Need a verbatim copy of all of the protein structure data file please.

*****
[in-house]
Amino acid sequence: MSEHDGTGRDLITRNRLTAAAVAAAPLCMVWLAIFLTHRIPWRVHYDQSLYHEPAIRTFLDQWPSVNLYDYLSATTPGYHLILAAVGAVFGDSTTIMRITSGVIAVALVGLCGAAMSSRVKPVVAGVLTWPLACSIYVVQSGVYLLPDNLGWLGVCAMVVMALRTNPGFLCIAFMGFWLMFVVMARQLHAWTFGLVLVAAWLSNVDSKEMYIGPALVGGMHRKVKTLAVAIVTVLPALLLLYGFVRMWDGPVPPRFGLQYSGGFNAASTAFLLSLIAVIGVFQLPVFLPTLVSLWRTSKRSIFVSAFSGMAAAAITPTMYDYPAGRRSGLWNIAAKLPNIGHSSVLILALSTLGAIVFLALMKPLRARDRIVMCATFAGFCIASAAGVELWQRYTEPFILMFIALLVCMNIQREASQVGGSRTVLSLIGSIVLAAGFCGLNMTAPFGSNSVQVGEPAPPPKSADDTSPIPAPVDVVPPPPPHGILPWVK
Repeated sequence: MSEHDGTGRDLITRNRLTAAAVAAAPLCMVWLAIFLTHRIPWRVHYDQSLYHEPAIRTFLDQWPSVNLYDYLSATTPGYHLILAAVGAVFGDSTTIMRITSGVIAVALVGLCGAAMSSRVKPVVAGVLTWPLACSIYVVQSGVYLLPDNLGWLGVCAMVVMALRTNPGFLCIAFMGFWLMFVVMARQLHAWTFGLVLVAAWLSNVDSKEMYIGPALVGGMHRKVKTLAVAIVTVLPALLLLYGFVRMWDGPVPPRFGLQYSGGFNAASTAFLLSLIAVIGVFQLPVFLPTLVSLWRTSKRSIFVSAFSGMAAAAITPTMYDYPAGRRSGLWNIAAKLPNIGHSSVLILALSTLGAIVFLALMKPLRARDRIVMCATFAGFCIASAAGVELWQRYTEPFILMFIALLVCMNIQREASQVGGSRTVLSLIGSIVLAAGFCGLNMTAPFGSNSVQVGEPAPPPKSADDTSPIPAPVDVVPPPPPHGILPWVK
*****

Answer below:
[in-house]
Amino acid sequence: MSEHDGTGRDLITRNRLTAAAVAAAPLCMVWLAIFLTHRIPWRVHYDQSLYHEPAIRTFLDQWPSVNLYDYLSATTPGYHLILAAVGAVFGDSTTIMRITSGVIAVALVGLCGAAMSSRVKPVVAGVLTWPLACSIYVVQSGVYLLPDNLGWLGVCAMVVMALRTNPGFLCIAFMGFWLMFVVMARQLHAWTFGLVLVAAWLSNVDSKEMYIGPALVGGMHRKVKTLAVAIVTVLPALLLLYGFVRMWDGPVPPRFGLQYSGGFNAASTAFLLSLIAVIGVFQLPVFLPTLVSLWRTSKRSIFVSAFSGMAAAAITPTMYDYPAGRRSGLWNIAAKLPNIGHSSVLILALSTLGAIVFLALMKPLRARDRIVMCATFAGFCIASAAGVELWQRYTEPFILMFIALLVCMNIQREASQVGGSRTVLSLIGSIVLAAGFCGLNMTAPFGSNSVQVGEPAPPPKSADDTSPIPAPVDVVPPPPPHGILPWVK
Repeated sequence: MSEHDGTGRDLITRNRLTAAAVAAAPLCMVWLAIFLTHRIPWRVHYDQSLYHEPAIRTFLDQWPSVNLYDYLSATTPGYHLILAAVGAVFGDSTTIMRITSGVIAVALVGLCGAAMSSRVKPVVAGVLTWPLACSIYVVQSGVYLLPDNLGWLGVCAMVVMALRTNPGFLCIAFMGFWLMFVVMARQLHAWTFGLVLVAAWLSNVDSKEMYIGPALVGGMHRKVKTLAVAIVTVLPALLLLYGFVRMWDGPVPPRFGLQYSGGFNAASTAFLLSLIAVIGVFQLPVFLPTLVSLWRTSKRSIFVSAFSGMAAAAITPTMYDYPAGRRSGLWNIAAKLPNIGHSSVLILALSTLGAIVFLALMKPLRARDRIVMCATFAGFCIASAAGVELWQRYTEPFILMFIALLVCMNIQREASQVGGSRTVLSLIGSIVLAAGFCGLNMTAPFGSNSVQVGEPAPPPKSADDTSPIPAPVDVVPPPPPHGILPWVK